Thank You; Comforting Thoughts

Thank you to all who responded to the last post. So very interesting to hear a bit of your stories. This reminds me of my summer after fourth grade.  We had moved from Findlay to Bowling Green, Ohio.  These towns (little cities) were just a mere half hour from each other, but to me, they were worlds apart. Life started over for me in BG, as Bowling Green so often is called.  That summer, I walked about six blocks to the local library and checked out books. I discovered the biography section of the children’s library and fell in love with stories of people who lived before me. Clara Barton was one of my favorites.  I was a slow reader, a struggling reader, but these stories based upon real people fascinated me.

The pages from your stories that you’ve described also touched me. We learn from each other. While the Bible contains many literary genres, certainly story is its most prominent genre. Obviously, God wants us to learn how to live our lives through the examples —  good, bad, and mixed — of others.

Romans 15:4 tells us, “Whatever was written in earlier times was written for our instruction, that through perseverance and the encouragement of the Scriptures, we might have hope” (NASB).   History-biography underpins Scripture much as muslin and thick batting provide substance to a quilt, a comforter. Didactic stitching woven through the dense material makes directive, connective, and comforting sense of it.

Romans 12: 9-10 instruct, “Let love be without hypocrisy. Abhor what is evil; cling to what is good. Be devoted to one another in brotherly love; give preference to one another in honor.”  I discover how to exercise these directives through such biblical examples as Jonathan, son of King Saul and through Barnabas described in the book of Acts. I also “see” what these qualities look like through my friends and family. And what they don’t look like.  Then I take these biblical instructions and human pictures and superimpose them on myself to observe how I fit the patterns and how I don’t.

Growing in Christ begins with a reflective, analytical process mixed with humility and honesty followed by confession, repentance, and obedient steps.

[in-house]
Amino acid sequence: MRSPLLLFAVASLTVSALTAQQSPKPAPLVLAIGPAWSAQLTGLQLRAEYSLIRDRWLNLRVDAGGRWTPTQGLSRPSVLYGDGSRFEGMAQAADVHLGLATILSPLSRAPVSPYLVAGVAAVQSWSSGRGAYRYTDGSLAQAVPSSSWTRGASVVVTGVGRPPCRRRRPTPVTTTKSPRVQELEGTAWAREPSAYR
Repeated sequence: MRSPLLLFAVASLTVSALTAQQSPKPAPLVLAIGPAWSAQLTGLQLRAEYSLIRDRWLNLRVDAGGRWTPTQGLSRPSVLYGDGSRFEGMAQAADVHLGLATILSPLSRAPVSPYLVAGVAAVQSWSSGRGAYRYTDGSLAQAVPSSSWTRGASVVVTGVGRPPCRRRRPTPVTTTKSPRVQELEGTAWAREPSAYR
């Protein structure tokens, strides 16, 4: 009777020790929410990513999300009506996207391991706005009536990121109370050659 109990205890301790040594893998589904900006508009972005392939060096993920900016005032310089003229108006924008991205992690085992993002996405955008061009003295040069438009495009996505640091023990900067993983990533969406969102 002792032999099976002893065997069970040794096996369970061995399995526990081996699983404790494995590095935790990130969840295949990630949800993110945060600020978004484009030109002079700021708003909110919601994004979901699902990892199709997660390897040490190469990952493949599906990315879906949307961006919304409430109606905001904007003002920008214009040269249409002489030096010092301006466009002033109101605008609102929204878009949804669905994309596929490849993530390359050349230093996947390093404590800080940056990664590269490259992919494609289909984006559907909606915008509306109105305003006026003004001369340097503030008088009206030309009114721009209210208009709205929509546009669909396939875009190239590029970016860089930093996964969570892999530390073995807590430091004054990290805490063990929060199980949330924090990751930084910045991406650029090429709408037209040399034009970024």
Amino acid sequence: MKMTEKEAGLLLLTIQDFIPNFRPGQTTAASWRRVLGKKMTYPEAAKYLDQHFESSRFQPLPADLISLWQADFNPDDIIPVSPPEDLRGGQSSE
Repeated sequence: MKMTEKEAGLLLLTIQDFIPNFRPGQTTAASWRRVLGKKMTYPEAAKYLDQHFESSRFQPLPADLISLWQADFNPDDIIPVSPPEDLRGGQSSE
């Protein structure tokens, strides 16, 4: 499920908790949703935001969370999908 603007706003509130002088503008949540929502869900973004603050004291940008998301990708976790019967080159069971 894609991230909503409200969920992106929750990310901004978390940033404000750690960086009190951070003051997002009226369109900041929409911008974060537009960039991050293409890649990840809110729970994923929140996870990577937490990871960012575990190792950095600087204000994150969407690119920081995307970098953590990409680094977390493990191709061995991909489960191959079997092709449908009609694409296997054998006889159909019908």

I’m so thankful that God uses story to teach, not just imperatives (do this; don’t do that). But then, He’s the perfect teacher. He wired us and teaches us accordingly. Too bad humans aren’t more cooperative.  At least, I want to have the “want to,” and I’m sure you do too.  Lord, grace us with more “want to” and more “follow through.”

In my last post, I asked you a series of questions about your process of growth in Christ and your recommendations in helping others, especially youth, grow in the Lord. I appreciate the answers I received and hope others found them helpful too.

I suppose I should answer some of those questions too!  In my next post, I’ll describe some of my own spiritual, growth journey.

I’ll close with a page from the biography of Samuel Lamb (1925 – Aug. 3 2013), a Chinese pastor.*  He experienced and witnessed the principle of “more persecution, more growth.” The son of a baptist pastor, Samuel began to preach at age 19. He spent over twenty years (1958-1979) in prison, sharing Christ, and out of prison he led a growing congregation.  While persecution is not essential to personal growth, suffering is.  The foibles and sin of our innate (fallen) nature require it — not for salvation, but for transformation into Christ’s goodness by God’s infinite grace. There is plenty of Scripture to support this claim.